Chapter 7 Bankruptcy is the most common form of bankruptcy that individuals prefer to file with our office, if they qualify. In most cases, you would be entitled to keep your home, your car and your salary, while at the same time getting rid of all that credit card debt without having to pay any of it back.
Select a topic below to get more information
- Chapter 7 bankruptcy
- Credit card debt
- Credit card debt relief
- Debt solutions
- Debt settlement
- Debt forgiveness
- Debt relief programs
- Debt management
- Debt relief
- Debt consolidation
- Credit card balance
Frequently Asked Questions:
Do I qualify?
You qualify as long as your income over the last six months is below the median income for the state in which you reside. Although, most people that contact our office do qualify, it is best to speak with our office about what the median income is. Most people would be surprised to find out that a married person in New York with a spouse and three children can earn $90,000 and still file Chapter 7 Bankruptcy.
Will Bankruptcy ruin my credit?
This is probably one of the most common questions. The fact remains that in an overwhelming majority of clients, filing for bankruptcy will not further damage your credit. Most people thinking about filing for bankruptcy already have a low credit score because they either have a tremendous amount of debt or because they have only been paying the minimum payments and/or have been late with their payments or not paying at all. In these cases, most people would be surprised to find out that filing for bankruptcy may actually improve their score much quicker.
Will I ever get credit again?
This is another often asked question. To begin with, this depends on what and how you conduct yourself after bankruptcy. However, what is important to know is that the simple fact that you filed for bankruptcy will not stop you from getting credit again. In fact, most people that file for bankruptcy begin getting credit card offers only months after filing for bankruptcy.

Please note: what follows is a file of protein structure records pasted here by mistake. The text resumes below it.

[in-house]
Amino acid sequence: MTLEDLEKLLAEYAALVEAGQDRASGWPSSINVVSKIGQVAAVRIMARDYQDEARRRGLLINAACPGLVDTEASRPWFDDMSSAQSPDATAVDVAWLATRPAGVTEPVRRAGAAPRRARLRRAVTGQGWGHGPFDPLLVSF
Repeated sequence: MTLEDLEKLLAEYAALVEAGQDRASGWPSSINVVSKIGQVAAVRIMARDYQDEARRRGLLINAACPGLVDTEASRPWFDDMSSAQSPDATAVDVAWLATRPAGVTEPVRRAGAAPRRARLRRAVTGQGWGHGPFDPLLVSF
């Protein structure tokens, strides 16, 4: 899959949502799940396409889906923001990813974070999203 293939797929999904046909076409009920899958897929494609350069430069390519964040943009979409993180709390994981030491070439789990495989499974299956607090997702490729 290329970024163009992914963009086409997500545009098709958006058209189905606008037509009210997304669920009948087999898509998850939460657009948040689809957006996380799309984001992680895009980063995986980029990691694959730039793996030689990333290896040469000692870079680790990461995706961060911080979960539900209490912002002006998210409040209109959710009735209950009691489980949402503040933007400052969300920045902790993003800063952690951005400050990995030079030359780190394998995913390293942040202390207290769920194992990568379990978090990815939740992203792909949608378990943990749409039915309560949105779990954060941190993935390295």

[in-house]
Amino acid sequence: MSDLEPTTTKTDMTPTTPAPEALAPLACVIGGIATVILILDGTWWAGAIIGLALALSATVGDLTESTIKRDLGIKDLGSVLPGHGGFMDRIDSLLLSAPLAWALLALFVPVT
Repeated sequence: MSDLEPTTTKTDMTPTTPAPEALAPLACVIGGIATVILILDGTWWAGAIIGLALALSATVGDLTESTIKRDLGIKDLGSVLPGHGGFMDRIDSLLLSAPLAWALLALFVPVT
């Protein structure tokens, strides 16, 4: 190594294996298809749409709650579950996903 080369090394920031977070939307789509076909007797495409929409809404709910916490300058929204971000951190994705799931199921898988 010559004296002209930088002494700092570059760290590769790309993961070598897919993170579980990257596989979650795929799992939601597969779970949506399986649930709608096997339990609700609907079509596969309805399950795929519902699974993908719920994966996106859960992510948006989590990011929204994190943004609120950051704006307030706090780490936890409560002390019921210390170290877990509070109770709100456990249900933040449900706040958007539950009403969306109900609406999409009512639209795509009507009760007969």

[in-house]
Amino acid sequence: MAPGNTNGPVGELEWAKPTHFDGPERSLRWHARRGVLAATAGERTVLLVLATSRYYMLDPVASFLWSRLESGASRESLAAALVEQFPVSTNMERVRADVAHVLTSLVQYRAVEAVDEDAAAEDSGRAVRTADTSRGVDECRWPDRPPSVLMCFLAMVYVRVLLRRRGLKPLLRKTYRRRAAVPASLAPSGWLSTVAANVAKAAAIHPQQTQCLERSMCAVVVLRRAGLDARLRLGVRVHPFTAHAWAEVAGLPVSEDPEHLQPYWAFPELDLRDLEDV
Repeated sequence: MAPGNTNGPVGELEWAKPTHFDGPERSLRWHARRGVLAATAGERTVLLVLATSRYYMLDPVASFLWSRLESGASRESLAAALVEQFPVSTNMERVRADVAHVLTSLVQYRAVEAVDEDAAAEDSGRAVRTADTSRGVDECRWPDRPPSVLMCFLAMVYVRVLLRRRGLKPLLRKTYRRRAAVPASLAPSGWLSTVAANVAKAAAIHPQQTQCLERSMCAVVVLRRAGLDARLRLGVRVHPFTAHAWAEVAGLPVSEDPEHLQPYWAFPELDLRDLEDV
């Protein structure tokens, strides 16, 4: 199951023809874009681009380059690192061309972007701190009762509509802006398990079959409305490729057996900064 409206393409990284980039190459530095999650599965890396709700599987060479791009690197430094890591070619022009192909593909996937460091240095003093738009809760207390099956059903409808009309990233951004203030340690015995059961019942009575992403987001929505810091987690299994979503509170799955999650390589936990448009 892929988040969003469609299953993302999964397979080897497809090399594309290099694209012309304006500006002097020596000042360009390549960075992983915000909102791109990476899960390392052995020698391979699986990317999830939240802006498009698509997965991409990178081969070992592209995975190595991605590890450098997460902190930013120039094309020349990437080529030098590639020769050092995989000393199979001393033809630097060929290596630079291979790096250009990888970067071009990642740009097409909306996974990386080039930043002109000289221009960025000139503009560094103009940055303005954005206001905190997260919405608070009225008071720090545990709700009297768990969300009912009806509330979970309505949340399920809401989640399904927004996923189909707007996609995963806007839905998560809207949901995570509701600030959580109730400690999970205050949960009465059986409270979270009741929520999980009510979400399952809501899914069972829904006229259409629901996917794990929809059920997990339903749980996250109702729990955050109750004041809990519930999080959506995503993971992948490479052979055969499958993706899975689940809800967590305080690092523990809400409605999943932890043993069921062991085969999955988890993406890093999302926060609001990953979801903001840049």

Can I keep the home I own?
Most people that contact our office are able to keep their home even though they are filing for bankruptcy and may have over $100,000 in credit card debt. Bankruptcy laws all you to keep your home if your equity (which is the difference between the amount of the mortgage balance and the value of the home) does not exceed the allowed exemption. So, in New York City and Long Island for example, if you and your spouse own a home, you and your spouse can have up to $300,000 in equity and can still be able to file for bankruptcy and keep your home.
Can I keep my car and my salary?
This is also possible but it depends on the value of the vehicle and whether you owe money on the car. As far as salary, if you qualify for Chapter 7 Bankruptcy, you get to keep all your salary.
I am being sued by a credit card company, how can bankruptcy help me?
If you file for Bankruptcy, there is an “automatic stay”, meaning that the debt collector and lawsuit cannot continue against you until your bankruptcy case is closed. Of course, when your case is approved, the pending lawsuit cannot continue.
How can I stop all these harassing phone calls?
After filing for Bankruptcy, creditors cannot attempt to collect a debt from you because of the “automatic stay” law.
How long do I need to have stopped paying my credit cards to file for Bankruptcy?
There is no time limit.
Do I have to pay the credit card companies any money back?
In a Chapter 7 Bankruptcy, you pay nothing back. Nothing! So, let’s say you live in New York, have a wife and three children, you own a home, a car, and your household income is $90,000. You also have $150,000 in credit card debt. It is very possible that you get to keep everything you have, including all your salary and pay back nothing to the credit card companies.
Do debt settlement and debt consolidation companies work?
The truth of the matter is these type of companies do not work the majority of the time. Some of my clients that come to me tell me that they have spent thousand and thousands of dollars with these companies and then just end up filing for bankruptcy anyway. What else is surprising is that your credit score often improves much quicker when you file for bankruptcy than when you are in a long term relationship with these companies.